If you are in Washington DC sometime over the next few months, sanitary please do take a moment and step into the Smithsonian Museum of Natural History. Apart from all the other incredible exhibits they have going on, they also have the Nature’s Best Photography Competition Award winning photos on display. I was fortunate to not only win an award at this highly coveted competition but was also fortunate to be there for the opening event and meet fellow winners from around the globe at the awards ceremony in June 2013.
THE STORY behind my Winning Image: This was my first trip to the deserts of northwest India. I was there on invitation to be part of the launch of Saevus Magazine. It was not meant to be a serious wildlife photography trip. Little did I expect to come across a den of a Small Indian Fox. We discovered the den in the morning with the aid of local experts and came back later in the evening when the pups come out to play and soak up the last rays of sunlight before the desert cold sets in. The den was situated not far from human habitation and the pups were acclimated to the presence of humans which allowed me to get fairly close at ground level and get intimate shots of the pups at play.
THE CAMERA: Canon EOS-1D Mark IV; EF 500mm ƒ/4 lens; 1/500 sec at ƒ/10; ISO 320; Hand-held
Nature’s Best Photography Awards
Dedicated in memory of the accomplished photographer and conservation advocate, Windland Smith Rice, the Nature’s Best Photography Awards has become the premier showcase for natural history imagery, matching extraordinary pictures with passion driven storytelling to inspire as they inform.
THE ENTRIES: More than 20,000 images from nature photographers in 46 countries were reviewed by a Judging Panel made up of experts in photography, science, and conservation. Narrowed down to a selection of 127 award-winning photographs for the awards publication, and 45 for the Smithsonian exhibition, each image was measured by its uniqueness in topic, composition, technical excellence, and its overall appeal.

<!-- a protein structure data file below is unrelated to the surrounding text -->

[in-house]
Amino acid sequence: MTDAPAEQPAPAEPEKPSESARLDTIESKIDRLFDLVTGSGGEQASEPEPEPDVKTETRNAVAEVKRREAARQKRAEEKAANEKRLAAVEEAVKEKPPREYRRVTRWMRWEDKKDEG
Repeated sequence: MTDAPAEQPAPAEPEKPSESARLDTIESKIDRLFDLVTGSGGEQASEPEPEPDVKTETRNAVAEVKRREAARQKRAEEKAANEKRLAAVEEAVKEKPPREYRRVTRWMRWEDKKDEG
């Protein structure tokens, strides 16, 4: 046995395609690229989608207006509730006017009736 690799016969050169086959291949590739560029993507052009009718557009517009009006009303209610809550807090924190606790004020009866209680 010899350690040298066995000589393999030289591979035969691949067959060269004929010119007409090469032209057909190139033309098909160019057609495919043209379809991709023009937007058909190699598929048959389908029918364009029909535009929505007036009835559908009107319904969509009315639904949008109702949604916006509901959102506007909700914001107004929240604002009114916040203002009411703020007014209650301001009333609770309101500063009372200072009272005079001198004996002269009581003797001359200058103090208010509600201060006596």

ANIMAL ANTICS Winner, Bence Máté, Hungary? AFRICAN WILDLIFE Winner, Ben Cranke, ?ART in NATURE Winner, Sean Bagshaw, ?BIRDS Winner, Philip Marazzi, CONSERVATION Photographer of the Year, Frans Lanting, ENDANGERED SPECIES Winner, Katherine Feng,LANDSCAPE Winner, Mike Reyfman, USA
OCEANS Winner, Joshua Lambus, ?PEOPLE in NATURE Winner, Thomas Haney, PLANT LIFE Winner, Elizabeth Carmel, USA POWER of NATURE Winner, Bruce Omori, USA SMALL WORLD Winner, Simone Sbaraglia, Italy WILDLIFE Winner, Sandesh Kadur, India ?ZOOS & AQUARIUMS Winner, Laurie Rubin, USA YOUTH Photographer of the Year, Joe Sulik
See the Winning GALLERY.
THE PRINTING: The award-winning images were produced with the latest state-of-the-art inkjet printing technology. The pigment-based inks allow for the widest color gamut—and in combination with the precision print head, yield levels of sharpness and detail so the viewer feels like they are part of the actual scene.
PAPER AND FRAMING: True exhibition-quality prints are the result of using the finest printing solutions married with professional grade inkjet papers that are framed and displayed to the highest standards. Special Plexiglass mounting allows the print to seemingly float on the museum wall, adding to the inspiration and visual impact of the image. www.epson.com
Supporting science through the art of photography with innovative printing technology.
Photo courtesy: ©Gbenga Idowu
If you would like more details about Nature’s Best and the competition, please visit their website
The Nature’s Best Photography concept began with simple yet dynamic goals: to celebrate the beauty and diversity of nature through the art of photography, and to use this far-reaching medium as a creative tool for encouraging greater public interest in outdoor enjoyment and conservation stewardship. The annual Windland Smith Rice International Awards program evolved from this ambitious mission to become one of the most highly-respected and visually compelling nature photography competitions in the world. Approximately 25,000 entries are received and judged each year in the awards competition.